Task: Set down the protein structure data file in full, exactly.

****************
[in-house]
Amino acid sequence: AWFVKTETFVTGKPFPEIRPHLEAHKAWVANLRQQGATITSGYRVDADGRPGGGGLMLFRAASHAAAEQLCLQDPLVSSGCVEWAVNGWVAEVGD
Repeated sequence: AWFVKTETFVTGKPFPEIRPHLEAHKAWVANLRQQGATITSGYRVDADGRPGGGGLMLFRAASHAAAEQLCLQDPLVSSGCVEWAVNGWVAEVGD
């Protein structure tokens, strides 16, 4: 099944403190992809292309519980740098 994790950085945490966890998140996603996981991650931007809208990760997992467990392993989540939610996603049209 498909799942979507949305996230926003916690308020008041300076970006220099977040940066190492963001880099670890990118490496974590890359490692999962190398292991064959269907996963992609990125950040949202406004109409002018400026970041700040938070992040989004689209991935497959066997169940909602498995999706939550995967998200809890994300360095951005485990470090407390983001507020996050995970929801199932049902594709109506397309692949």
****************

[in-house]
Amino acid sequence: AWFVKTETFVTGKPFPEIRPHLEAHKAWVANLRQQGATITSGYRVDADGRPGGGGLMLFRAASHAAAEQLCLQDPLVSSGCVEWAVNGWVAEVGD
Repeated sequence: AWFVKTETFVTGKPFPEIRPHLEAHKAWVANLRQQGATITSGYRVDADGRPGGGGLMLFRAASHAAAEQLCLQDPLVSSGCVEWAVNGWVAEVGD
């Protein structure tokens, strides 16, 4: 099944403190992809292309519980740098 994790950085945490966890998140996603996981991650931007809208990760997992467990392993989540939610996603049209 498909799942979507949305996230926003916690308020008041300076970006220099977040940066190492963001880099670890990118490496974590890359490692999962190398292991064959269907996963992609990125950040949202406004109409002018400026970041700040938070992040989004689209991935497959066997169940909602498995999706939550995967998200809890994300360095951005485990470090407390983001507020996050995970929801199932049902594709109506397309692949």